Safety at Sea

"We must free ourselves of the hope that the sea will ever rest. We must learn to sail in high winds." Aristotle Onassis
"We must free ourselves of the hope that the sea will ever rest. We must learn to sail in high winds." Aristotle Onassis

AP | March 9, 2013

"Los Angeles | A sailor died and five others were rescued after abandoning a racing boat that lost its steering capability . . .
The death came nearly a year after four sailors died when their yacht crashed during a race from Southern California to Mexico . . .
That same month, five other sailors died in the waters off Northern California . . . Three sailors survived . . . ”


Accidents do happen.  The difference between Surviving and Thriving is Training and Preparation.

Safety at Sea Courses


US Sailing

Curriculum is certified by US Sailing

• Moderated and taught by experienced, lifelong sailors who include some of the top names in sailing and safety.
• Designed for sailors of all types and levels — cruisers and racers, novices and experts.
• Appropriate for a wide range of boats — small, big, monohulls, multihulls (and powerboats, too) — that are sailed anywhere — near shore and offshore.
• The certifications are good for five years.

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ISAF Offshore Special Regulations

In 2003 ISAF introduced a standard basic syllabus for the training of safety courses in order to establish an International recognized qualification. The training requirements form part of the ISAF Offshore Special Regulations. These course are run and established by ISAF Member National Authorities (MNAs) and conform to ISAF minimum standards.

Safety at Sea Resources


Rules and Regulations


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This is a link to a Model Training Course Offshore Personal Survival
With acknowledgements to IMO (International Maritime Organisation), AYF (Australian Yachting Federation) and RYA (Royal Yachting Association) whose publications have been consulted in the preparation of Appendix G.

International Convention for the Safety of Life at Sea (SOLAS), 1974

The SOLAS Convention in its successive forms is generally regarded as the most important of all international treaties concerning the safety of merchant ships. The first version was adopted in 1914, in response to the Titanic disaster, the second in 1929, the third in 1948, and the fourth in 1960. The 1974 version includes the tacit acceptance procedure.

USCG Navigation Ctr


This is a link to the USCG amalgamation of the current International and Inland Navigation Rules. Text unique to either is set apart in side-by-side columns or in square brackets; unique Inland Rules text is also italicized, e.g. [International text on the left | Inland text italicized and on the right].  Best used when you have good internet access.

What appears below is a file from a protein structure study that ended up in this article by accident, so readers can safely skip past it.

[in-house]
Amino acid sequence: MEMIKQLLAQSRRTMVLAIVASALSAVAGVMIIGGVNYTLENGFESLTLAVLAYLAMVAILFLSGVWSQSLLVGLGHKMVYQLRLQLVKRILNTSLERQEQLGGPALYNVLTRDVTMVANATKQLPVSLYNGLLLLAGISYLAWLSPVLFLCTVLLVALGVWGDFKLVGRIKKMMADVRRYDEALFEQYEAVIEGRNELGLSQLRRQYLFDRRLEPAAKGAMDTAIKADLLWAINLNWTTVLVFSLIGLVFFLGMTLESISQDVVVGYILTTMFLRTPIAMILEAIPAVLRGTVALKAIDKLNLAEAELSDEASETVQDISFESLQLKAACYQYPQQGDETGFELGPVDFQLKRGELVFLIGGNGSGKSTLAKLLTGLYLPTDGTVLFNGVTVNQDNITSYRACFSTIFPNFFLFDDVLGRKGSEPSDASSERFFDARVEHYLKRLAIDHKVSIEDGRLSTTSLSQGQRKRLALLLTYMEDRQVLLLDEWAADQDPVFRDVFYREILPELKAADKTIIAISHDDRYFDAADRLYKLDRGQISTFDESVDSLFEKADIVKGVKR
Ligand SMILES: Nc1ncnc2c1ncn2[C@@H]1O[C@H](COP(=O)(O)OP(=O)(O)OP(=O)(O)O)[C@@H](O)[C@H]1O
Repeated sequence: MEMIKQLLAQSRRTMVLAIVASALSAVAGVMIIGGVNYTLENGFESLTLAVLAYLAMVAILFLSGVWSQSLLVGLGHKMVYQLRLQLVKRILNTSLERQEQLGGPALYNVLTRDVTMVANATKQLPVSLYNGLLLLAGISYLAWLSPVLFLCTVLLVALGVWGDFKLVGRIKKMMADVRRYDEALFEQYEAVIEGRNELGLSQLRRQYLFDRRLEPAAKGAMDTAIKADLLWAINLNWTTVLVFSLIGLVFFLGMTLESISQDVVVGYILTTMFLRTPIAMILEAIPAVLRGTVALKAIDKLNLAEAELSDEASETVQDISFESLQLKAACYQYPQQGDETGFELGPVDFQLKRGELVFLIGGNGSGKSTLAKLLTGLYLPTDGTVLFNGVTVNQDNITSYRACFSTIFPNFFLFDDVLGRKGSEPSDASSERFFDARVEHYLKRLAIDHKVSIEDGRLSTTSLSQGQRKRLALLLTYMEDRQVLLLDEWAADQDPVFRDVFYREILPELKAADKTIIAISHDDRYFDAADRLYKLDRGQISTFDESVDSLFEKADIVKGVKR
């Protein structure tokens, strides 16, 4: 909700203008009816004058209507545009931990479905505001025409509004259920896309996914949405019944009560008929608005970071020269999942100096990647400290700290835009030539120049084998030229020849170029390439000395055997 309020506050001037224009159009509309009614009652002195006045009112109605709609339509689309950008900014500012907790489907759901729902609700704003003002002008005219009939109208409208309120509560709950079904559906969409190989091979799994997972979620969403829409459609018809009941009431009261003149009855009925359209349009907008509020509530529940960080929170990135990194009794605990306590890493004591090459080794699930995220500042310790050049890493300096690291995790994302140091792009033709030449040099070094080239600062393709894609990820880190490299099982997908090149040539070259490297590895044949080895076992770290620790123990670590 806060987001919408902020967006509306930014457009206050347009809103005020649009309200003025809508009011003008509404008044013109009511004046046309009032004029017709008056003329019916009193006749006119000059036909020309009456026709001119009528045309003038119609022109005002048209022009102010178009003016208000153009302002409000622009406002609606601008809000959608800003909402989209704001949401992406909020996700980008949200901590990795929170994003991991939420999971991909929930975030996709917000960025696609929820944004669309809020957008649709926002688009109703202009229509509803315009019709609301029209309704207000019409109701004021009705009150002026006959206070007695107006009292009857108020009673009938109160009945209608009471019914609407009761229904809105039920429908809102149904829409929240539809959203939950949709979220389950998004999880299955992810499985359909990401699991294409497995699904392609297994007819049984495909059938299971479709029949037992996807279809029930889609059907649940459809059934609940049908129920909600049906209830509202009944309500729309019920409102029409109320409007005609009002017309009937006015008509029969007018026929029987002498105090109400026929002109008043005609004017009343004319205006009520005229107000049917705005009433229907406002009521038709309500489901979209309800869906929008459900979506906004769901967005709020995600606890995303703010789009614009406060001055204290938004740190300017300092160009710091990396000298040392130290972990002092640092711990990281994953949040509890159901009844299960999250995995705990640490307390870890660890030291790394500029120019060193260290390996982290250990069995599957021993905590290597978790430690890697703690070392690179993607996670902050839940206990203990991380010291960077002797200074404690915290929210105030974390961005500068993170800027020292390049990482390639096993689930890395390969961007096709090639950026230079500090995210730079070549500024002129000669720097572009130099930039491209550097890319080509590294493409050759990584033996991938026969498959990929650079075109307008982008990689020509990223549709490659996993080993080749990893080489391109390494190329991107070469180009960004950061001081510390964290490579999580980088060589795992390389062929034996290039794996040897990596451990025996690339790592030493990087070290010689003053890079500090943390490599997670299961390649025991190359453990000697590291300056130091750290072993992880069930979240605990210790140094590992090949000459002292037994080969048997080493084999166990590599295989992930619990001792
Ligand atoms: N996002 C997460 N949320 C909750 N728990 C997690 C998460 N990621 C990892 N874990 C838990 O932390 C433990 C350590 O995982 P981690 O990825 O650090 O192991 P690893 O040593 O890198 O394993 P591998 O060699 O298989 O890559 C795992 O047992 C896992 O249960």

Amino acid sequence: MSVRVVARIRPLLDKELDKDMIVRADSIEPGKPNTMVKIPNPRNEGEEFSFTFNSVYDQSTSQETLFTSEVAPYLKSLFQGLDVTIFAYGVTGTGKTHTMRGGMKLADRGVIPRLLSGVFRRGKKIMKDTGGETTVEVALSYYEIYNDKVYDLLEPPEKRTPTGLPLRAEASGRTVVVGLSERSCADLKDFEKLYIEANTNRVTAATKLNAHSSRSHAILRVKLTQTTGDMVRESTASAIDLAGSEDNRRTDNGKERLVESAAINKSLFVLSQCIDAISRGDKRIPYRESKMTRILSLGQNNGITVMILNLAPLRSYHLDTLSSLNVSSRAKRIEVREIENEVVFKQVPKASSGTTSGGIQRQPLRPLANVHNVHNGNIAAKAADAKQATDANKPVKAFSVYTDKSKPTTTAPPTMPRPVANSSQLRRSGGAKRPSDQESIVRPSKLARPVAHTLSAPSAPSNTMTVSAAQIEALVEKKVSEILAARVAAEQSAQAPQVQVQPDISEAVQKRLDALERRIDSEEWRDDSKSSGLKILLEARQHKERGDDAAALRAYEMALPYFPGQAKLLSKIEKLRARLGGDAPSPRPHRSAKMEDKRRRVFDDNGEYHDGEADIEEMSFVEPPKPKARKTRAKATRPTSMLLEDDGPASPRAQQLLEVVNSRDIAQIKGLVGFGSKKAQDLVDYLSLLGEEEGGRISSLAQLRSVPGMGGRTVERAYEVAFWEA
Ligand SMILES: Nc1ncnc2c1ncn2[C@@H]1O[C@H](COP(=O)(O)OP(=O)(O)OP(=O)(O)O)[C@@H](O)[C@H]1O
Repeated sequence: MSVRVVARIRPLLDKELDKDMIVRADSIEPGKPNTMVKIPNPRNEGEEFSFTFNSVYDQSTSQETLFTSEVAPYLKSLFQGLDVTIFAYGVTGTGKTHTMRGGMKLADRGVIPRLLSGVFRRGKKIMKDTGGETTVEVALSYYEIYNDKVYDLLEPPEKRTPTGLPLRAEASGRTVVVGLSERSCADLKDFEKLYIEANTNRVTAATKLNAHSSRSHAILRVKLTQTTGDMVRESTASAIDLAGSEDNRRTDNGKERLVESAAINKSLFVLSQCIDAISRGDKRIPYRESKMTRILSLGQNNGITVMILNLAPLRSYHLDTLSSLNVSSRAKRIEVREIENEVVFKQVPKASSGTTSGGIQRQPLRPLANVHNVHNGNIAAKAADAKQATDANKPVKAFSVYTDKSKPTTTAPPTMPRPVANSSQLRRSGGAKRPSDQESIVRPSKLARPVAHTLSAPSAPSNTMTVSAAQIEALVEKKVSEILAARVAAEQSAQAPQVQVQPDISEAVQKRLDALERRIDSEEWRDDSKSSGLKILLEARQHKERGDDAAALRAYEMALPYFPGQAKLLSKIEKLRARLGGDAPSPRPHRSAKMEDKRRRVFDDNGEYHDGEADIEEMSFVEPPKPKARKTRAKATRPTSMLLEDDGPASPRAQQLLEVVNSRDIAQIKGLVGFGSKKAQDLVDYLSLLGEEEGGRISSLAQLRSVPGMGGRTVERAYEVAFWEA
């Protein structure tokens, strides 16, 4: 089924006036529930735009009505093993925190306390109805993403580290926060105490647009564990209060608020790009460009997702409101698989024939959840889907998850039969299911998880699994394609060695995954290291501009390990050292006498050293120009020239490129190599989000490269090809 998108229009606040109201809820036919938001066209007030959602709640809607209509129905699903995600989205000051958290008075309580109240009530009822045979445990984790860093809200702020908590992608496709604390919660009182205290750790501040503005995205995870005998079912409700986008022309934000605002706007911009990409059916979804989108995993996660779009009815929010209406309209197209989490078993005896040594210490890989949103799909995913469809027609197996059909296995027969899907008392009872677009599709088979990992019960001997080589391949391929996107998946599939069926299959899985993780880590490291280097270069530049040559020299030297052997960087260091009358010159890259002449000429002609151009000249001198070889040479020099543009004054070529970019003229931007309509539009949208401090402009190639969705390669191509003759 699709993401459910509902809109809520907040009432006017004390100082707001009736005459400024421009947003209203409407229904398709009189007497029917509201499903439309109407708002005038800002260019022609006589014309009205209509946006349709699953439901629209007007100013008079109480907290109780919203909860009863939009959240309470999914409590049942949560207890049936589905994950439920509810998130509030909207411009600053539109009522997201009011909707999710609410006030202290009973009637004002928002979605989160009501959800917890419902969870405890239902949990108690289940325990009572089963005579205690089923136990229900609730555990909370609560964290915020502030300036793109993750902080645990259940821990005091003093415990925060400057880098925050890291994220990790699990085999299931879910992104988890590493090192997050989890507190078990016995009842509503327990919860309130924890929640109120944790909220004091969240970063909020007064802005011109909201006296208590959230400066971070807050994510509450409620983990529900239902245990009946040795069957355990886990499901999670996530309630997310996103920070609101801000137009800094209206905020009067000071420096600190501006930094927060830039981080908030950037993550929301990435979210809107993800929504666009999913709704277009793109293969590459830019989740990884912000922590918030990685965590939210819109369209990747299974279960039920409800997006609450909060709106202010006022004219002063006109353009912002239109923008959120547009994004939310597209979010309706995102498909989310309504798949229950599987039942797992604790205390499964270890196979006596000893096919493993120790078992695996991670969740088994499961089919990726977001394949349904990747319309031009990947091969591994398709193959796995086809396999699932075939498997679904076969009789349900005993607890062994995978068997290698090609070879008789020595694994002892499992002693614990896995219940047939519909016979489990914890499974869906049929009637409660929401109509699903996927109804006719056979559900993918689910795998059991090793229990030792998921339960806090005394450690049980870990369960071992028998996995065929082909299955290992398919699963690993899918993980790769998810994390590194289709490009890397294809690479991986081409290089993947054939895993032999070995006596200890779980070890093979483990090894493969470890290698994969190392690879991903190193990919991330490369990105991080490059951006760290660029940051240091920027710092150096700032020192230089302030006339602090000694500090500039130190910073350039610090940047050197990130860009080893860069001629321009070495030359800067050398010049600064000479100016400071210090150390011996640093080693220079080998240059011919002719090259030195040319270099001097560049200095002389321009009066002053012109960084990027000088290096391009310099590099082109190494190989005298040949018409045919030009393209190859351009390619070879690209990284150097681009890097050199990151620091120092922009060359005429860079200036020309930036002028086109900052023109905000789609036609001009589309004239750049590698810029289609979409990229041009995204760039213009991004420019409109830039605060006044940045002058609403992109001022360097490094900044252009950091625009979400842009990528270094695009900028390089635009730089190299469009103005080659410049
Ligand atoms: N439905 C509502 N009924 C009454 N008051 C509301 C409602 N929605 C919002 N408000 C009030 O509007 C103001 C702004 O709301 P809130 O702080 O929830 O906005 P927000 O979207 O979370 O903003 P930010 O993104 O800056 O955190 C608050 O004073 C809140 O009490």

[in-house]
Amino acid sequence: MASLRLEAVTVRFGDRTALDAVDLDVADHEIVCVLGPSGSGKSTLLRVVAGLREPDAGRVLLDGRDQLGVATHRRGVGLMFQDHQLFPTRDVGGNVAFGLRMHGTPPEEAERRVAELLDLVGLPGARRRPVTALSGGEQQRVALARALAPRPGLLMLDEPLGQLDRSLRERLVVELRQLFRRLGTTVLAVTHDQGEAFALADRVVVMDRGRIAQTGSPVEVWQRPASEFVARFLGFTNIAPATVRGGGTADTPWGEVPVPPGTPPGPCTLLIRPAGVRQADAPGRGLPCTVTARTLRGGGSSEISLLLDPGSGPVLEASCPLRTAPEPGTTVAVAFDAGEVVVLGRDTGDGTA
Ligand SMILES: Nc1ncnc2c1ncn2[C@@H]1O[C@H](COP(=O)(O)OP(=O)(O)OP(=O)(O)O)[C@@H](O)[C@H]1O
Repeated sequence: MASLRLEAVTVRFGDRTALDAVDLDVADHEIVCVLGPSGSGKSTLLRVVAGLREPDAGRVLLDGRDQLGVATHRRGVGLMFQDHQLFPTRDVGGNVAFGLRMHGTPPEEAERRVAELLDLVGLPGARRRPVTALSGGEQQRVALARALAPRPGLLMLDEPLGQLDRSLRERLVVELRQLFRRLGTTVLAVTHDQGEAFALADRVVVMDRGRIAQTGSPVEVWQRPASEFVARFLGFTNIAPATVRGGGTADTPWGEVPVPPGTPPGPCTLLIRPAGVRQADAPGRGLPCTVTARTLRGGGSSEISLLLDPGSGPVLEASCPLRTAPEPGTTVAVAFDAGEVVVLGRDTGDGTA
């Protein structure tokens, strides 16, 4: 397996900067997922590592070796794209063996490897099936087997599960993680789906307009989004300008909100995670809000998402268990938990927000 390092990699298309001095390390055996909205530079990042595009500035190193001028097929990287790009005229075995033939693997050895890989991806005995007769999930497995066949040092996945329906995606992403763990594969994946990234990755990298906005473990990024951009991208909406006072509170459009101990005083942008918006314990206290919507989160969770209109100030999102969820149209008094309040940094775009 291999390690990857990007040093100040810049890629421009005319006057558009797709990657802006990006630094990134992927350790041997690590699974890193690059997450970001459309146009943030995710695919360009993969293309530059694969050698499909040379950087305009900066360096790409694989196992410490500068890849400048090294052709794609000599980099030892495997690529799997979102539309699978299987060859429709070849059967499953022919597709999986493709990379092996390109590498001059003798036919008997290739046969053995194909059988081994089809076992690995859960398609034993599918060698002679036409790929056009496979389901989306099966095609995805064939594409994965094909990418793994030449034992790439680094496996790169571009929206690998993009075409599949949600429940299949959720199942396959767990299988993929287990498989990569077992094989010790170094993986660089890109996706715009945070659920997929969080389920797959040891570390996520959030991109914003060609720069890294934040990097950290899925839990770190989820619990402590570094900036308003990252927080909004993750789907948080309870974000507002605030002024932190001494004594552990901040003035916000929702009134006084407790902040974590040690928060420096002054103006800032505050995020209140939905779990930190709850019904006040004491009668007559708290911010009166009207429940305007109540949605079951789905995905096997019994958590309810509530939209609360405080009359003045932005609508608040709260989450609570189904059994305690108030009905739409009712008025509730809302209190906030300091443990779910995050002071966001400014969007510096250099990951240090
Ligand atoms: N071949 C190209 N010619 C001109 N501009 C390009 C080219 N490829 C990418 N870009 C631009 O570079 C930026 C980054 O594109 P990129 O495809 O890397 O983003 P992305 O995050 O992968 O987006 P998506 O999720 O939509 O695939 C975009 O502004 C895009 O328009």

USCS Navigation Rules


This is a link to the USCG handbook (ISBN: 9780160925665), which supersedes Commandant Instruction 16772.2D, Navigation Rules: International-Inland*, is a compendium, produced by the U.S. Coast Guard Navigation Standards Branch, U.S. Coast Guard Headquarters, Washington, DC, of the:
• International Regulations for Preventing Collisions at Sea, 1972 (72 COLREGS);
• Inland Navigation Rules (33 CFR 83);
• their respective technical annexes (33 CFR 84-90);
• COLREGS Demarcation Lines (33 CFR 80);
• Vessel Bridge-to-Bridge Radiotelephone Regulations, (33 CFR 26);
• Vessel Traffic Management Regulations (33 CFR 161); and,
• various other pertinent provisions of the U.S. Code and Code of Federal Regulations regarding compliance and penalties associated with the Navigation Rules.

The Offshore Racing Rule (ORR)

The ORR is administered by the Offshore Racing Association (ORA). ORA and US SAILING, the national authority for sailing in the United States, are both responsible for its implementation. The ORR is an objective rule. Its ratings are based on full measurement of all the speed-related features of sailboats and on a Velocity Prediction Program (VPP) that calculates the speed potential of each boat at any combination of wind speed and course direction.


ISAF International Rules of Racing 2013-16 ONLINE RULES DOCUMENTS

ISAF has established a single internet address at which readers will find links to all the online rules documents mentioned [referenced] in this book. Those referenced documents are listed on this website. Links to other rules documents will also be provided at that address. The address is:

Offshore Special Regs

The Offshore Special Regulation Handbook by Alan Green

The ISAF Offshore Special Regulations first came into being in 1970 as minimum equipment standards in offshore yacht racing. Since then they have developed to become a comprehensive and valuable source of reference for all who race and cruise offshore. In this book Alan Green outlines the background to the regulations and explains how to interpret and apply them.  ISBN-10: 0713669772